Today’s Chattanooga Times Free Press contains a piece overing a speech by Tennessee Tourism Commissioner Susan Whitaker in which she mentions that $250,o00 was allocated for “niche marketing” of the state. “The state had been targeting such niche events as hunting, fishing, cultural events and music, Ms. Whitaker said, but this year is adding baby boomers, weddings and honeymoons, reunions and sporting events.”
I’m not sure if I’d call hunting and fishing “niche events,” but the idea of targeting marketing at particular groups of potential visitors is a good idea. Tennessee could begin with jerky lovers, as seen from this billboard on I-40:
But, seriously, folks, I will waive my usual consulting fee and herewith make some recommendations on where I would allocate $250,000, which is actually not all that much money. I recommend going after upscale individuals who will come to the state, spend money, then go home and tell their friends:
- Bicyclists. These Spandex clad folks often roll into town on bikes costing more than $2,000 and like to end their day with a wonderful meal and a high-end place to sleep. Road bike tourism is growing, and Tennessee’s gentle hills will appeal to baby booming bikers who want a fun day and not a hell-for-leather Tour de France.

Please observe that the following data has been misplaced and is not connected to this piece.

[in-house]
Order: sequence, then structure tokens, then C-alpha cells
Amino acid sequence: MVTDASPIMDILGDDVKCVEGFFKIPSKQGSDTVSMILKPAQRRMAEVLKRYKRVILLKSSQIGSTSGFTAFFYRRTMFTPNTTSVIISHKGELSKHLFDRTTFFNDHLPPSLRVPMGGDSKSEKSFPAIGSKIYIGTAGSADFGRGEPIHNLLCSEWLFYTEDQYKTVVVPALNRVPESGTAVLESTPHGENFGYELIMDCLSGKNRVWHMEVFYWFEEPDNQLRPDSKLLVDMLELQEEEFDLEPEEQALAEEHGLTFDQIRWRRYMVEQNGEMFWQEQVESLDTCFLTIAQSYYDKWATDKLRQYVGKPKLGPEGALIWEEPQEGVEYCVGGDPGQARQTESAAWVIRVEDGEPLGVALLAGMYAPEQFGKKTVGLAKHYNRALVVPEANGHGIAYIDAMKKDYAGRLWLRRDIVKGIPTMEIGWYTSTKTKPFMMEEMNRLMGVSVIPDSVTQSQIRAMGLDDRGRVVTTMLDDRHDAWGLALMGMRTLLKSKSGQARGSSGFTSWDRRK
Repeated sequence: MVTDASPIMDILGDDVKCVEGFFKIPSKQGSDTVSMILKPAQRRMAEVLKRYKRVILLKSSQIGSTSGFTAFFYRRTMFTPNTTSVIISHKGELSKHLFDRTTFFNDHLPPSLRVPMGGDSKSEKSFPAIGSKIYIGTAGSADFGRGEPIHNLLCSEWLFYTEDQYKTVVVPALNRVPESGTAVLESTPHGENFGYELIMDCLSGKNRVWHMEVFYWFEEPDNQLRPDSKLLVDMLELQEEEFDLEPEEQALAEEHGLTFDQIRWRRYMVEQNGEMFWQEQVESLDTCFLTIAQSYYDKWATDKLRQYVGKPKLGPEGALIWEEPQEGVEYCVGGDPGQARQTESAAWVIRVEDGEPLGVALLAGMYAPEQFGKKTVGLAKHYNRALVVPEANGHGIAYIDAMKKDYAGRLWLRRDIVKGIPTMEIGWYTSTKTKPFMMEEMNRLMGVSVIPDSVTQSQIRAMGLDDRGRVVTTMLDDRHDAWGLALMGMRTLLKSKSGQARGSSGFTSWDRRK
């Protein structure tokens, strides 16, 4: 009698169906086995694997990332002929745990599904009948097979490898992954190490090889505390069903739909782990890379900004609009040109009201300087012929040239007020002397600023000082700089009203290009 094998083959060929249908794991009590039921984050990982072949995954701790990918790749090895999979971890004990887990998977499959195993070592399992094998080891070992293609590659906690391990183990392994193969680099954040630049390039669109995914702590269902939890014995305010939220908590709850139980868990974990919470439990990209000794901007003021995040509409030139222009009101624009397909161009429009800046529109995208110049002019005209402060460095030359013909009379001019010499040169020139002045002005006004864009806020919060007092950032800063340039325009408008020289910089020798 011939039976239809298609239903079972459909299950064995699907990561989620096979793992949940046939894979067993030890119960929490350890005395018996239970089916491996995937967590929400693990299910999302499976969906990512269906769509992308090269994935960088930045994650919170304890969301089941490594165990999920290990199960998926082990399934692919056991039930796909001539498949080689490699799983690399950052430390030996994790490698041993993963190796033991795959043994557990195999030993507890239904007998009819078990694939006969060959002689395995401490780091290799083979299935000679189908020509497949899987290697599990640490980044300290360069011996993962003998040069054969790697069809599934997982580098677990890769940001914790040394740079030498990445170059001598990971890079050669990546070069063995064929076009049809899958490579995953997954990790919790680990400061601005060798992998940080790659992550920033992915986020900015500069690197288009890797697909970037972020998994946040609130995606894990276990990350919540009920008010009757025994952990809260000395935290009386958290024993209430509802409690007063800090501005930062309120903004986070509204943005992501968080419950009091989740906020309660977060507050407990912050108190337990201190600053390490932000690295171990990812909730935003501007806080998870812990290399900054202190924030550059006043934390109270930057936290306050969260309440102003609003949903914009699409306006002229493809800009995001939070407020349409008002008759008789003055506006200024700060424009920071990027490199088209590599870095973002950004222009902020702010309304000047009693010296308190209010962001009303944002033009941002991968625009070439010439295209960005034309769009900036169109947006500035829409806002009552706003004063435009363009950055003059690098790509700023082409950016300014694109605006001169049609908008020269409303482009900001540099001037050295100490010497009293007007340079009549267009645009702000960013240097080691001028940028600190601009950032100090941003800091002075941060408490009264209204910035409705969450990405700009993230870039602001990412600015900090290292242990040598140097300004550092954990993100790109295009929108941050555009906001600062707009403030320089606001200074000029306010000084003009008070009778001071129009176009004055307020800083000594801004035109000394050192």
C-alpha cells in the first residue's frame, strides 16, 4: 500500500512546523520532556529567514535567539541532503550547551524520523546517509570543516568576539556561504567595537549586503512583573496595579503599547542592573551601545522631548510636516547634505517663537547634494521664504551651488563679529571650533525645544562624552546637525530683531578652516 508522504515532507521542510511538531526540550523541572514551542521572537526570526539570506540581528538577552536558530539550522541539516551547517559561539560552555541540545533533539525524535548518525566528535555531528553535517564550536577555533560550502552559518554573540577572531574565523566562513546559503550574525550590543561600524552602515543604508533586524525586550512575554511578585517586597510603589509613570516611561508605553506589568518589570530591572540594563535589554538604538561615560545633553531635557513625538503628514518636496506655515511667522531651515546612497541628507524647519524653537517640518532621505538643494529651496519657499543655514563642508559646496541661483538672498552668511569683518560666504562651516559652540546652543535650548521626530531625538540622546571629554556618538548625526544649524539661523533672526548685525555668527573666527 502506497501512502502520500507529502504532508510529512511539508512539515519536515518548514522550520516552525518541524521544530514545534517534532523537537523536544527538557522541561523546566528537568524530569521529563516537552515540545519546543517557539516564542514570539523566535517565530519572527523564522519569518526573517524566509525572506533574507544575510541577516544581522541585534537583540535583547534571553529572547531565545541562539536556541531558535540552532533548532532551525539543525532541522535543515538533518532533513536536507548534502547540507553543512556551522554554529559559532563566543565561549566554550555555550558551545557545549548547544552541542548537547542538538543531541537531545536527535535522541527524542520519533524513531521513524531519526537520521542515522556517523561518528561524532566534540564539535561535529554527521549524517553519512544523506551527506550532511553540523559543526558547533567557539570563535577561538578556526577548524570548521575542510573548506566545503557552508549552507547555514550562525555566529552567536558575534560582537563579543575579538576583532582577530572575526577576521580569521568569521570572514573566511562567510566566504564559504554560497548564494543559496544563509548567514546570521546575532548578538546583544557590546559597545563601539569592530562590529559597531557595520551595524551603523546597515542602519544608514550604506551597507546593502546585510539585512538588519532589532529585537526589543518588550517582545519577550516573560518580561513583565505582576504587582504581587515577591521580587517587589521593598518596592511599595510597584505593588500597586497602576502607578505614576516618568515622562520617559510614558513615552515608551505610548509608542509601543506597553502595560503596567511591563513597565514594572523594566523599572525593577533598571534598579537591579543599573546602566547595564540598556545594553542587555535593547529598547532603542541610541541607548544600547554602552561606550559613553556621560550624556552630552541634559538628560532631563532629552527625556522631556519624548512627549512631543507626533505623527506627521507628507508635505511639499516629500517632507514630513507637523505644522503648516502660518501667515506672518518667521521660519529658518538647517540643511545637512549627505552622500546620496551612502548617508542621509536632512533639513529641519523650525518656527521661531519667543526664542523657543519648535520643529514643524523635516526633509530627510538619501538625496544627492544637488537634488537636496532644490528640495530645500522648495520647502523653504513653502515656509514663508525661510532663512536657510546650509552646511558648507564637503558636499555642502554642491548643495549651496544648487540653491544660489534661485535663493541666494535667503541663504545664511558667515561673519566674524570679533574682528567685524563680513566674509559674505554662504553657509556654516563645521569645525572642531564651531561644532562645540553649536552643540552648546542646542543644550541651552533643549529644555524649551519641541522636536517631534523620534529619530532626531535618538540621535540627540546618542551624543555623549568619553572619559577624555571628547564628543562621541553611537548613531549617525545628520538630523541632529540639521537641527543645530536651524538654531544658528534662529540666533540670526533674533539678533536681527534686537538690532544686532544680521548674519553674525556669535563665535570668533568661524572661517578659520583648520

- “Girl Trips.” Women are increasingly traveling with other women. These can be former college roommates, sorority sisters, actual sisters, book groups, or just friends. There’s even a magazine devoted to women’s travel.
- Foodways Folks. People have traveled to Europe for eating vacations. Why not Tennessee, which offers a great collection of high end restaurants in cities as well as down home fare such as barbecue all across the state?
- Gay and Lesbian Travelers. These folks are often DINKs–Double Income and No Kids–and they come to town with money to spend. G & L’s are already a presence in Tennessee travel. Here’s a site listing gay and lesbian friendly hotels.
- Garden Fanciers. People who are heavily into gardening take gardening vacations. Tennessee offers formal gardens at big houses as well as one-of-a-kind places such as Wright’s Daylilly Garden near Cookeville.
The allocation of tourism dollars is a highly political process, which explains why its hard to push aside some of the usual suspects–Sevier County, Nashville, and Memphis–for a nibble at the tourism trough. Niche marketing is a good idea, and I hope to see more of it.